In our continuing series of 47 Films to see before you’re murdered in your dreams, we look at Stanley Kubrick’s last picture Eyes Wide Shut.
Stan Kubrick was lazy. He should have churned out a film every three years but instead he spent the decade between 1987 and 1997 sat in an armchair watching QVC and eating bread and butter pudding.
Finally in 1997 he was on his way to the bathroom with a horse racing form guide and a fresh toilet roll when it occurred to him that the churning sensation in his guts was not the prelude to a bowel movement but the compulsion to make a movie. Hence, Eyes Wide Shut was born. A film that on its original release was violated by critics and slammed in the press for its explicit sex scenes and general all round dullness. “Kubrick’s latest film is terrible,” the headlines cried and everyone signed a petition to get him thrown in the Tower of London.
Sadly, before his public trial Stanley passed away and suddenly the reviews were less harsh. “Kubrick’s last film is all okay” the headlines cried and all the critics felt better about themselves, the world continued spinning and Eyes Wide Shut was only spoken about again in hushed whispers in public lavatories.
For many the problem is Tom Cruise. They seem unable to buy him as the curious Doctor who stumbles into a parallel universe of masonic rituals and general weirdness but Kubrick cast Cruise and indeed Kidman for a reason. At the time they were the most recognisable and powerful couple in Hollywood and it’s difficult for an audience to separate them from their characters. So to convince the pair to dissect their marriage on-screen not only proves the sway of Kubrick, but also the artistic bravery of Cruise and Kidman.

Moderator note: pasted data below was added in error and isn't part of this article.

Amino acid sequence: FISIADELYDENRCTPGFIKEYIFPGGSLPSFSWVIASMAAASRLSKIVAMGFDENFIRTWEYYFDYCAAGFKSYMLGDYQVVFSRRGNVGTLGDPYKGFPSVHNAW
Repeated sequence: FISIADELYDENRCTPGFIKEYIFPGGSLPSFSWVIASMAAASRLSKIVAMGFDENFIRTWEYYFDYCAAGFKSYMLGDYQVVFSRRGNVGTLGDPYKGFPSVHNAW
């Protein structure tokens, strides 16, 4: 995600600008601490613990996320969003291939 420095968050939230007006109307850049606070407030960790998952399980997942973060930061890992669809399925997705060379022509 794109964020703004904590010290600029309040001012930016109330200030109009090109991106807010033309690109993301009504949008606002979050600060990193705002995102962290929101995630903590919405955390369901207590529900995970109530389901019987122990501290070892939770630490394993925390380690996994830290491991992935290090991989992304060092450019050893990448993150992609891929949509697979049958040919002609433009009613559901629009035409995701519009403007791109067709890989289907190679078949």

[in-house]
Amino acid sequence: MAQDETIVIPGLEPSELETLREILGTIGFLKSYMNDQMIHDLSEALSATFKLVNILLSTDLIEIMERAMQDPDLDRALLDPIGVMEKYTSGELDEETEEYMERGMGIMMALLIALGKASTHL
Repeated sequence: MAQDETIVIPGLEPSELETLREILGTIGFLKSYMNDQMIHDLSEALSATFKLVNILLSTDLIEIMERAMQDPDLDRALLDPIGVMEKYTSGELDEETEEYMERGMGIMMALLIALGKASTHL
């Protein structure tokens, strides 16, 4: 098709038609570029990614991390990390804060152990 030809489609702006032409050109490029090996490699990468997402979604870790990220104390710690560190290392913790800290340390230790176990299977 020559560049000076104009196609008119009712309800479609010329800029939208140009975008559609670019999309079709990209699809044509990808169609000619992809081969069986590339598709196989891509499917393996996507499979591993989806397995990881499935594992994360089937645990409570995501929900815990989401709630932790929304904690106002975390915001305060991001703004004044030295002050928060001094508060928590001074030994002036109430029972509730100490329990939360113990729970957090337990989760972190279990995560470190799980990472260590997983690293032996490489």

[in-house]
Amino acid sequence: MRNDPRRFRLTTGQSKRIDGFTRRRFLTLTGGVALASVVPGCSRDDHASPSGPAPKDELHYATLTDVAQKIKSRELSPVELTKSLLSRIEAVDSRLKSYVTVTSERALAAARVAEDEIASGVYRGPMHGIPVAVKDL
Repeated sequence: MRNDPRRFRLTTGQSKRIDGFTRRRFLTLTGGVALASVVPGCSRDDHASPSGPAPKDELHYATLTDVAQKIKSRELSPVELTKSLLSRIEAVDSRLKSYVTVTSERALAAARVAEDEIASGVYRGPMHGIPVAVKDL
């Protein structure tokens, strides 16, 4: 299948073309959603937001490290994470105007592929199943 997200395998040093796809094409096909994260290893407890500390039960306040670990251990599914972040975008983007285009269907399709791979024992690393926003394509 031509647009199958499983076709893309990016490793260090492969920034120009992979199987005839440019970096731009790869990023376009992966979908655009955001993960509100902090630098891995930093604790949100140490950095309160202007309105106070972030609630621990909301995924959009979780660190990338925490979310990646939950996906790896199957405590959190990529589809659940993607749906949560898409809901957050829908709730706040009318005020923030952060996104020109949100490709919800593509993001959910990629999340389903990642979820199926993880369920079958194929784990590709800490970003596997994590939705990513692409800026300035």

Of course being a Kubrick picture everything is beautifully shot, exquisitely lit and the soundtrack is near on perfect but in a film about masks, it’s not what we see on the surface, it’s what’s lurking underneath. The film is Stanley’s comment on a world he has undoubtedly experienced, a world where no matter how powerful you think you are or how much you think you know, there are always more powerful people who know more than you. You get the distinct impression Kubrick is trying to reveal something, using film as a medium to lift a veil on how the upper echelons of society live and what goes on behind their gilded gates.
Conspiracy theories have been buzzing around the internet for years with strange stories of how Stanley was whacked by the secret society he exposed and although there is no evidence for such a seemingly preposterous theory. Something about the film is unsettlingly real and makes you wonder how much truth is hidden in the fiction. Also when you consider it never received a single nomination in all the big awards ceremonies of that year; you wonder if the subject matter was a little too close to home for the power brokers and aristocrats of the movie industry.